Basically, she was a college student, on a trip to Ireland. This Irish guy saw her, and offered his help. She asked how to get to “Wicklow National Park”. The man replied by asking her how long she had been walking for. She said a couple of hours, and the man answered “Well, you’ve probably been in Wicklow National Park for a few hours then”.

Strange, isn’t it? When you’re looking for a place, and you feel lost, only to realize that you’ve been there all along? But yet how many of us do that? I think there are a lot of us who are so caught up in searching, that we miss what it was we were looking for. I myself am guilty of it.

I think it’s important that we don’t get so caught up with doing something that we miss what’s around us. I think sometimes, we just need to step back, take a look around, and re-evaluate where we are at. Maybe what we were looking for was there all along.

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Doing Nothing

I watched The Dark Knight a couple of times over the New Year Holiday. The thing that struck me most was the central idea of playing a villian to be the hero.

Here’s a conversation from the movie (courtesy of IMDb):

Bruce Wayne: People are dying, Alfred. What would you have me do?
Alfred Pennyworth: Endure, Master Wayne. Take it. They’ll hate you for it, but that’s the point of Batman, he can be the outcast. He can make the choice that no one else can make, the right choice.

And I think it’s an interesting thought. The idea that sometimes, the heroic thing to do is to do nothing. I think very often, we get so focused on coming up with solutions and trying to do somethings. Sometimes, I think, the best thing to do is just sit, and wait, and let things happen.

Last month, Alexandra Samuel wrote about how a smartphone can make you more patient, by making you more willing to accept delays. He poses the question:

On your way to meet a colleague, you get stuck in traffic. Radio traffic reports tell you it’s a ten-minute backup. You can spend ten minutes inching forward, or you cut out and take a circuitous route that will add 15 minutes to your drive, but it’ll be 15 minutes in which you’re moving. Which do you you choose?

I know some people who would choose the latter. Some of us just want to know we’re moving, that we’re doing something. And I think with the urgency and immediacy we face and expect in today’s world, I think that number is growing.

But that’s not always the best thing to do. Sometimes, it’s better to just be patient, and let things happen. Sometimes, it’s not what you do, but what you don’t do that counts. Sometimes, it’s better to do nothing.

The challenge, of course, is knowing when to take action and when not to, and to have the strength and patience to go through with it.

What do you think? Are there situations which are better suited to not doing anything, and letting it resolve itself?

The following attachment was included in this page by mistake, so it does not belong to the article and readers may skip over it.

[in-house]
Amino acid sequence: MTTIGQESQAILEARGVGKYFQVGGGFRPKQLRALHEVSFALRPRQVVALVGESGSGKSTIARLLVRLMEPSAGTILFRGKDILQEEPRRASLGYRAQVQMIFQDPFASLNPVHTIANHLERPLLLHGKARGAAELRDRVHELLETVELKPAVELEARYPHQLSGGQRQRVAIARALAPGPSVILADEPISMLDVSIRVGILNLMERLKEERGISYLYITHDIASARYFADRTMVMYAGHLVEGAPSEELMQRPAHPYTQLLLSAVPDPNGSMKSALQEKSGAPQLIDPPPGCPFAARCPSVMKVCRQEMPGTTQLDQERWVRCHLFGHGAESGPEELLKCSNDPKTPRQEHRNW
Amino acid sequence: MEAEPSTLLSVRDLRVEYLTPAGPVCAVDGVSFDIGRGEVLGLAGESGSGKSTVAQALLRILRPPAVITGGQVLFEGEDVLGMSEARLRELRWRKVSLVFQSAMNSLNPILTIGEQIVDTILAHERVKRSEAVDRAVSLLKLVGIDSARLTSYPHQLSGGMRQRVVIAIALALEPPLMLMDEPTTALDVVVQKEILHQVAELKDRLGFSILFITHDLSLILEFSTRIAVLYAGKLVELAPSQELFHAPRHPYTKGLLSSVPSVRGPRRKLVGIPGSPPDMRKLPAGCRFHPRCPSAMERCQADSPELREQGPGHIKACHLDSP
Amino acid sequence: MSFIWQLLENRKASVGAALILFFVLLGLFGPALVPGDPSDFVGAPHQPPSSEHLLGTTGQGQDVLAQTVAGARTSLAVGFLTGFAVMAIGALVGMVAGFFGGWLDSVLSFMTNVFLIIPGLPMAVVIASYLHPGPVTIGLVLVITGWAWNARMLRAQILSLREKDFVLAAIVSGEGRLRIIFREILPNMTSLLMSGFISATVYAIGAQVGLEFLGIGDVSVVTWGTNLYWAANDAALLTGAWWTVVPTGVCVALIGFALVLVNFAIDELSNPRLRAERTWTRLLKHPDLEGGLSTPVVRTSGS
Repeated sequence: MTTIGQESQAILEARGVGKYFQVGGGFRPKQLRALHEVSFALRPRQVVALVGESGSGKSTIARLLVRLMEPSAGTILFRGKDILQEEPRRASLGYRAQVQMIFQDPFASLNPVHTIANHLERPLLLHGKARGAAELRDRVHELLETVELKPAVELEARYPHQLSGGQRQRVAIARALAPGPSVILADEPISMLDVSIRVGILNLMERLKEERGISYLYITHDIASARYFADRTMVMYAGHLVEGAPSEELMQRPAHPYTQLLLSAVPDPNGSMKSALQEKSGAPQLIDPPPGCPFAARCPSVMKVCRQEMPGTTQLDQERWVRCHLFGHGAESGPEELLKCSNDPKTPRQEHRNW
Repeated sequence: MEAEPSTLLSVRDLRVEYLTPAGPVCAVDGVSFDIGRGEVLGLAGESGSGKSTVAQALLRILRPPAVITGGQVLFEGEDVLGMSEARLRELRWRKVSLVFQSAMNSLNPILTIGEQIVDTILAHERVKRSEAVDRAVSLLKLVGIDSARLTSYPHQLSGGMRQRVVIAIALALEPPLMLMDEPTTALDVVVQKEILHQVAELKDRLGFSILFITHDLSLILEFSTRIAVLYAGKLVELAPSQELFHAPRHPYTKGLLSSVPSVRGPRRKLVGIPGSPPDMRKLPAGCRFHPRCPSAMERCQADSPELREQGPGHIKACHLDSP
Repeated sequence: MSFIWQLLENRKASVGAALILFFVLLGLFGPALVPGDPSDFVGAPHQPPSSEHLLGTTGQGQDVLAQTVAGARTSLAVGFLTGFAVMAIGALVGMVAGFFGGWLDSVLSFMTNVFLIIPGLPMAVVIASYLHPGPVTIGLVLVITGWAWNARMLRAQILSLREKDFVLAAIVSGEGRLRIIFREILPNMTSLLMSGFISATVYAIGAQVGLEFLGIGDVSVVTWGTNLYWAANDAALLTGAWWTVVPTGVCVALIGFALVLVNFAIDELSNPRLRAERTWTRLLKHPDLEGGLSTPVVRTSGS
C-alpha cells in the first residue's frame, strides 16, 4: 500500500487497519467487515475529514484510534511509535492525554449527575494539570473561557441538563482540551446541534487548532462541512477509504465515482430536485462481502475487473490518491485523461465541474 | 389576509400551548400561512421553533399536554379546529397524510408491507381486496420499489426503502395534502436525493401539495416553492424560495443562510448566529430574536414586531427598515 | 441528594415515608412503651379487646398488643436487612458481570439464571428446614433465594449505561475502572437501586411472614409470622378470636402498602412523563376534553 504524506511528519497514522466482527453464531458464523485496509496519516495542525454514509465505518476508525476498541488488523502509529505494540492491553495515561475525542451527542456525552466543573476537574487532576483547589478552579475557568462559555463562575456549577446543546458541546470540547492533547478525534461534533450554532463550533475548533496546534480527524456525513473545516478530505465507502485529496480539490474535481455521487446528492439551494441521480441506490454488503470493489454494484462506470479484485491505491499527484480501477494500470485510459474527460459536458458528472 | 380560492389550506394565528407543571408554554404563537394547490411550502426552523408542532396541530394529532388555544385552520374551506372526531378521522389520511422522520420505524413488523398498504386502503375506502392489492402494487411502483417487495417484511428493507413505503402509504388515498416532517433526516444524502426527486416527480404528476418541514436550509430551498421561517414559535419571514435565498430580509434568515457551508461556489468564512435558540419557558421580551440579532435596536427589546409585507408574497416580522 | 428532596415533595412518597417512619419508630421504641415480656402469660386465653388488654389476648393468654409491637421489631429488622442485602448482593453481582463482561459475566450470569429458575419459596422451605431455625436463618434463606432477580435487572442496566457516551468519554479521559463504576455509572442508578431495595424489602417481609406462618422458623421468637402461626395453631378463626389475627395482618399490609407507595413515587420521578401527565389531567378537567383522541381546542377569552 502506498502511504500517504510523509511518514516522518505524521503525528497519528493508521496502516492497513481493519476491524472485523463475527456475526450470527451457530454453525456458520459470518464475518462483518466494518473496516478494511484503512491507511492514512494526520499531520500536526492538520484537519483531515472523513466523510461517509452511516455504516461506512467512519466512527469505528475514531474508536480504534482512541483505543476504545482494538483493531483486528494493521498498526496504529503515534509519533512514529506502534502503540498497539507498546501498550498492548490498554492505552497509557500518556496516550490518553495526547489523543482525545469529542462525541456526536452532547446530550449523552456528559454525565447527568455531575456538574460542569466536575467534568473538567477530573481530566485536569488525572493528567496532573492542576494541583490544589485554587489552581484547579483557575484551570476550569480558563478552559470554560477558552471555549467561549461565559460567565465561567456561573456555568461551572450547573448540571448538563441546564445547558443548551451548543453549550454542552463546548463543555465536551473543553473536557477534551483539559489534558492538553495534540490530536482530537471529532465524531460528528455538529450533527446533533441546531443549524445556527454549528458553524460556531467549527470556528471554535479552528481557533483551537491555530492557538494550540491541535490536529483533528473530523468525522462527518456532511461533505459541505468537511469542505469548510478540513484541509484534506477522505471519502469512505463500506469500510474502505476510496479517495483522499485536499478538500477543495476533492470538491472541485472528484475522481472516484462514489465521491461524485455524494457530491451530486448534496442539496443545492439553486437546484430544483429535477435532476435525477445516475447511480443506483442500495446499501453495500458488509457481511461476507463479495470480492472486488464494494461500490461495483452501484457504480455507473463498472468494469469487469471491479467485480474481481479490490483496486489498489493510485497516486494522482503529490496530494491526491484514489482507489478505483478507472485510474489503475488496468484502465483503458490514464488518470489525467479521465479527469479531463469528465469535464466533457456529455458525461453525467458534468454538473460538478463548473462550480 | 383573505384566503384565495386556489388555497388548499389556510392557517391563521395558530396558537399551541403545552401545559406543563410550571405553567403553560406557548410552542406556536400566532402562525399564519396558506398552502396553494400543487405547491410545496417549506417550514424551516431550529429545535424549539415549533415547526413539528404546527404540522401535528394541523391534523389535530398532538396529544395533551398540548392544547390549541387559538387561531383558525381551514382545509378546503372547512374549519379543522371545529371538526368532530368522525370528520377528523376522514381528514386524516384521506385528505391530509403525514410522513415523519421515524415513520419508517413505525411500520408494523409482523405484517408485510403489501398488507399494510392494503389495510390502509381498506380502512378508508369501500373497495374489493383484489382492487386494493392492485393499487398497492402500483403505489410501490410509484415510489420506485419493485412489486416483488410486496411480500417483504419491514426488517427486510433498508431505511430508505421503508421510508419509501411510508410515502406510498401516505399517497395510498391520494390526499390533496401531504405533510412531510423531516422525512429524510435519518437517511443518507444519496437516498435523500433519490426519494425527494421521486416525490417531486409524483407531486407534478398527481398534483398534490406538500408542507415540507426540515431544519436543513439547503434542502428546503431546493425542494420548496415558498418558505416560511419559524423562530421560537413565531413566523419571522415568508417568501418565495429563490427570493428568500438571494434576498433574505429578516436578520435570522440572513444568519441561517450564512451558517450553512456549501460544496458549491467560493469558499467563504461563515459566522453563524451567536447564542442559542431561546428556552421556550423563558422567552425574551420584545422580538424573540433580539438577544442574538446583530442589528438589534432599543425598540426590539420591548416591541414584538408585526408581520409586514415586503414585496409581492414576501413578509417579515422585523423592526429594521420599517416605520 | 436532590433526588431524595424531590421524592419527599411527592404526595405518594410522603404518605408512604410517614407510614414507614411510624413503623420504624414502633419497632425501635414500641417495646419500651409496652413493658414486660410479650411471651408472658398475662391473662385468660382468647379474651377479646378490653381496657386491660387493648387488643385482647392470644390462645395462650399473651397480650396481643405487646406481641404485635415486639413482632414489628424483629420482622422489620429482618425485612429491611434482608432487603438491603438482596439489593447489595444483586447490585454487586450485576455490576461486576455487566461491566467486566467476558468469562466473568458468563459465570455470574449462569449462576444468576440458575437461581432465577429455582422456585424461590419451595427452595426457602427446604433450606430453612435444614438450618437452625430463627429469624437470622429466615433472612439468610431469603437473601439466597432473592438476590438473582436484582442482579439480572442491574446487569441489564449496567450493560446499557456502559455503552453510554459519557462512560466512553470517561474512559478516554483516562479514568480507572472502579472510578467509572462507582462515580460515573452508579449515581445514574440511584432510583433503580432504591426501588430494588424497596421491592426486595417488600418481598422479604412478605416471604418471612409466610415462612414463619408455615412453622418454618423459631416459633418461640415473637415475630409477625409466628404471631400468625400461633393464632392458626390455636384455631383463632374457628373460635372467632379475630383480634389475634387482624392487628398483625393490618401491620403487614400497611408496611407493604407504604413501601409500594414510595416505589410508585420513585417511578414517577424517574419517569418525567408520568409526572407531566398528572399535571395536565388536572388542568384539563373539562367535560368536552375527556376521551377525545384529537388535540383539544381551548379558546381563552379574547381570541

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Why I Love Social Media

NYE @ Arab Street Tweetup was amazing, and I think it epitomized everything I love about social media. It had everything – spontaneity, great conversations, new friendships – it was just awesome. And before I go on, I just want to say a huge thank you to everyone who made last night happen. Jerrick, Ivy, Justin Lee, Justin Ng, Hisham, Michael Cheng, Nicole, DK, Shawn, Jean, and everyone else who stopped by. I had a great time.

Here’s what happened. A few days ago, Jerrick and I were talking on Twitter. He’s back in Singapore for the holidays, and we were saying that we needed to catch up before he left again. Off the top of my head, I threw out the idea of doing something for New Years Eve with the other local social media people. Jerrick then retweeted the idea, and Ivy came across his retweet, and said it was a “great idea”. The three of us then started discussing what we should do, and by the next day, we decided (Ivy’s idea) to go hang out at Arab street for dinner, drinks and the like.

So, we created a twtvite and sent it out. People responded, and two days or so later, at the event, we had about 10 people show up. After dinner and some drinks, we decided to head to Hackerspace Singapore, for more conversations. And let me say, Hackerspace is awesome. They have a great idea, great beliefs and ideals, and I really hope they do well. But more on that another day.

Back to last night. We went to Hackerspace, and just hung out and talked. For something like 8 hours. In between that time, more people joined us, some left at various points in the night. But all in all, a group of us were there until 7 in the morning. We did a countdown, we talked about everything. From what social media meant to us individually, to our thoughts on how Singapore is like at the moment, to random conversations about toilets.

But it was great. Just hanging out, and having a great time with friends, filled with great conversation and discussion. I can’t think of a better way to start the new decade. Before yesterday, I had not met half of the people who were there before. By the end of the night (well, the morning, to be specific), I had made new friends, and I had had a night filled with great conversations, with really smart people.